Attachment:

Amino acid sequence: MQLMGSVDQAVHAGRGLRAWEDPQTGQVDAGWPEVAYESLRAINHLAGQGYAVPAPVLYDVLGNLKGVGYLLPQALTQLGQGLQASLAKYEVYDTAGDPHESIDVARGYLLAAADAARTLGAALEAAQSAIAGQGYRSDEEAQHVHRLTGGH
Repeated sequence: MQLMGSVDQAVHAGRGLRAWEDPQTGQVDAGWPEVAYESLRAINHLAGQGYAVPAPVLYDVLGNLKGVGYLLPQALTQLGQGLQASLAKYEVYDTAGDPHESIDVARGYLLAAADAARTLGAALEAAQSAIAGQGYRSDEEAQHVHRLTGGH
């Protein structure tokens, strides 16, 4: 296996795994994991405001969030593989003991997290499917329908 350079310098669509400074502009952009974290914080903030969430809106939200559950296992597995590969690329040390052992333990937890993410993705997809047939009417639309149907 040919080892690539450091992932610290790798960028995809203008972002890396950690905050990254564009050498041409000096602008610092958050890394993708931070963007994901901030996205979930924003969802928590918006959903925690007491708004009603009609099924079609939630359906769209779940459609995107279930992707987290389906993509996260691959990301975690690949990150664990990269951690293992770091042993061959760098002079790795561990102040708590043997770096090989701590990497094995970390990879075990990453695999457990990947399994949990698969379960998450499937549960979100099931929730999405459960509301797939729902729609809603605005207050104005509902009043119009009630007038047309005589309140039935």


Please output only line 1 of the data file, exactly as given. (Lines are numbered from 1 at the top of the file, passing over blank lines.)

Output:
Amino acid sequence: MQLMGSVDQAVHAGRGLRAWEDPQTGQVDAGWPEVAYESLRAINHLAGQGYAVPAPVLYDVLGNLKGVGYLLPQALTQLGQGLQASLAKYEVYDTAGDPHESIDVARGYLLAAADAARTLGAALEAAQSAIAGQGYRSDEEAQHVHRLTGGH